The Suspense Between Seeing and Believing

Updated: Dec 18, 2018


The Frick exhibits rarely seen Rembrandt, "Abraham Entertaining the Angels"


"Abraham entertaining the Angels," 1646, by Rembrandt (1606–1669). Oil on panel, 6 3/8 inches by 8 3/8 inches, private collection. (Courtesy of The Metropolitan Museum of Art)

NEW YORK—We know Rembrandt for his colossal masterpieces, for his captivating self-portraits, and for the vitality in every one of his works, big or small. What seems to have deeply fascinated him throughout his life is conveyed quite powerfully, even in one of his very small paintings, “Abraham Entertaining the Angels” (1646).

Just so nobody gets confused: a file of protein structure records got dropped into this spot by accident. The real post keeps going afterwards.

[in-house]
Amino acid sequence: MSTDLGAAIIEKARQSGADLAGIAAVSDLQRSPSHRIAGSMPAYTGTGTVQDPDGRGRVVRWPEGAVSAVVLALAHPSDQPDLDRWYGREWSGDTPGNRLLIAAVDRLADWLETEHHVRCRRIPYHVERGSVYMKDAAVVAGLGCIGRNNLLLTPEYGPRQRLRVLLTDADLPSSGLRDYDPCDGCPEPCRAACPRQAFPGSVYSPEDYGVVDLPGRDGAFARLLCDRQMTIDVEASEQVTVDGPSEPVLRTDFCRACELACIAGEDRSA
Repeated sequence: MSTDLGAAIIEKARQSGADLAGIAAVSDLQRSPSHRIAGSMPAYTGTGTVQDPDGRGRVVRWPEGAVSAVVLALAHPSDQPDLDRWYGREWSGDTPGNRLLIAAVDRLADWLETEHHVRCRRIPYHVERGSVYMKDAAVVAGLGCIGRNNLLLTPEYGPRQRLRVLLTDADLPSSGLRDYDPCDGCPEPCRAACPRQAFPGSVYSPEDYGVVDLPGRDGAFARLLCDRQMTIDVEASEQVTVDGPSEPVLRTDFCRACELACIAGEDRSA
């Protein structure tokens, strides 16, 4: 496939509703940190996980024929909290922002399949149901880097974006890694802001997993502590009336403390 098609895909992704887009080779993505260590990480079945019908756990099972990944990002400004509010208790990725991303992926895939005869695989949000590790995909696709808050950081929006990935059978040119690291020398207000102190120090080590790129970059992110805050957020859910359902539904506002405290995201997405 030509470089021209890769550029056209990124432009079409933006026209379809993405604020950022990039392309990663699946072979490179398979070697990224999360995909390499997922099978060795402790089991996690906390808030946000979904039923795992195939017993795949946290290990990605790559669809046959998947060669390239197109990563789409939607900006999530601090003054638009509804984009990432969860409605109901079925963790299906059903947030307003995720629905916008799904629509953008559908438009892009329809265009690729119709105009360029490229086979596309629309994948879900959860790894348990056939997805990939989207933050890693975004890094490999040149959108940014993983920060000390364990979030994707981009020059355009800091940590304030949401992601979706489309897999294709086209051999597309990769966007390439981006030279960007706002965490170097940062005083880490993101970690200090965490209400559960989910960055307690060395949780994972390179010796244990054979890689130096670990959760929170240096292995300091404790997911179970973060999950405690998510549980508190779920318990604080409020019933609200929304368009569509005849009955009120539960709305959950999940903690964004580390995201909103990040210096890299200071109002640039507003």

Rembrandt van Rijn (1606–69) once said that his aim was to observe “the most natural motions.” It is the only documented comment that we have of the Dutch old master describing his art making, but it is enough to confirm what we can sense and perceive in his paintings.